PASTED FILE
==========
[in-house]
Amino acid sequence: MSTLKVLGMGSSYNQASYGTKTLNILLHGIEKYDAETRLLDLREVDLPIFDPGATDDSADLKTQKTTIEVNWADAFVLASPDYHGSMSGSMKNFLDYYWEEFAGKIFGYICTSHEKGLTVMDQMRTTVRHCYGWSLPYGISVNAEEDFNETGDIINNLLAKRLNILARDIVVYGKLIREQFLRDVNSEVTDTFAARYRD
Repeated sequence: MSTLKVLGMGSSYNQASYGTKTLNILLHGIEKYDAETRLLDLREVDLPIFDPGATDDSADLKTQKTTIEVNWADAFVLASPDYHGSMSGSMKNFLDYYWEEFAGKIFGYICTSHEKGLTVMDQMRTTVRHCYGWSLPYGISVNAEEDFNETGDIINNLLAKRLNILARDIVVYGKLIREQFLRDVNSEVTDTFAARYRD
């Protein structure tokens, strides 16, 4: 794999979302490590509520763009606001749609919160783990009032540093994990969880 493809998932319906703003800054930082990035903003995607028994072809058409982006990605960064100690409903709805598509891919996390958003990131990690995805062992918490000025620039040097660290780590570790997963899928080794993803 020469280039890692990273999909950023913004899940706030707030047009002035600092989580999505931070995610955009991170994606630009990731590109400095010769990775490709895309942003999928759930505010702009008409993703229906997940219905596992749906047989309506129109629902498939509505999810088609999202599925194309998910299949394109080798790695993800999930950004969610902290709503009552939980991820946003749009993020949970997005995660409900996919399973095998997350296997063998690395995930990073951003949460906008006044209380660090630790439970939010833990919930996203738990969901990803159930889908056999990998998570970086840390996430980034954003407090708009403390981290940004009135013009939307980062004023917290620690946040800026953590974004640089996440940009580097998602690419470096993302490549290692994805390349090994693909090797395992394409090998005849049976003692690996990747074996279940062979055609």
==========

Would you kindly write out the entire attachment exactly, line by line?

[in-house]
Amino acid sequence: MSTLKVLGMGSSYNQASYGTKTLNILLHGIEKYDAETRLLDLREVDLPIFDPGATDDSADLKTQKTTIEVNWADAFVLASPDYHGSMSGSMKNFLDYYWEEFAGKIFGYICTSHEKGLTVMDQMRTTVRHCYGWSLPYGISVNAEEDFNETGDIINNLLAKRLNILARDIVVYGKLIREQFLRDVNSEVTDTFAARYRD
Repeated sequence: MSTLKVLGMGSSYNQASYGTKTLNILLHGIEKYDAETRLLDLREVDLPIFDPGATDDSADLKTQKTTIEVNWADAFVLASPDYHGSMSGSMKNFLDYYWEEFAGKIFGYICTSHEKGLTVMDQMRTTVRHCYGWSLPYGISVNAEEDFNETGDIINNLLAKRLNILARDIVVYGKLIREQFLRDVNSEVTDTFAARYRD
């Protein structure tokens, strides 16, 4: 794999979302490590509520763009606001749609919160783990009032540093994990969880 493809998932319906703003800054930082990035903003995607028994072809058409982006990605960064100690409903709805598509891919996390958003990131990690995805062992918490000025620039040097660290780590570790997963899928080794993803 020469280039890692990273999909950023913004899940706030707030047009002035600092989580999505931070995610955009991170994606630009990731590109400095010769990775490709895309942003999928759930505010702009008409993703229906997940219905596992749906047989309506129109629902498939509505999810088609999202599925194309998910299949394109080798790695993800999930950004969610902290709503009552939980991820946003749009993020949970997005995660409900996919399973095998997350296997063998690395995930990073951003949460906008006044209380660090630790439970939010833990919930996203738990969901990803159930889908056999990998998570970086840390996430980034954003407090708009403390981290940004009135013009939307980062004023917290620690946040800026953590974004640089996440940009580097998602690419470096993302490549290692994805390349090994693909090797395992394409090998005849049976003692690996990747074996279940062979055609």